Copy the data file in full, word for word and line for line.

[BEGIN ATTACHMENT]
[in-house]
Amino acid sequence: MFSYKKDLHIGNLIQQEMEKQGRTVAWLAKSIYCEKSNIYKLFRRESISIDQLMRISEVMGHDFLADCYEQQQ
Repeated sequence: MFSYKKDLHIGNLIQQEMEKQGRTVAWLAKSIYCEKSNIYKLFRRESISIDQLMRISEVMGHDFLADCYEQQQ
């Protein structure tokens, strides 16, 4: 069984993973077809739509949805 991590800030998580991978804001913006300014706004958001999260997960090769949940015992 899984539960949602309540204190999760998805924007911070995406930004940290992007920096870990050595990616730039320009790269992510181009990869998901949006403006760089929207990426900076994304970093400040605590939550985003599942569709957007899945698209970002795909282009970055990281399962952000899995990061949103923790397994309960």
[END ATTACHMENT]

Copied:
[in-house]
Amino acid sequence: MFSYKKDLHIGNLIQQEMEKQGRTVAWLAKSIYCEKSNIYKLFRRESISIDQLMRISEVMGHDFLADCYEQQQ
Repeated sequence: MFSYKKDLHIGNLIQQEMEKQGRTVAWLAKSIYCEKSNIYKLFRRESISIDQLMRISEVMGHDFLADCYEQQQ
């Protein structure tokens, strides 16, 4: 069984993973077809739509949805 991590800030998580991978804001913006300014706004958001999260997960090769949940015992 899984539960949602309540204190999760998805924007911070995406930004940290992007920096870990050595990616730039320009790269992510181009990869998901949006403006760089929207990426900076994304970093400040605590939550985003599942569709957007899945698209970002795909282009970055990281399962952000899995990061949103923790397994309960």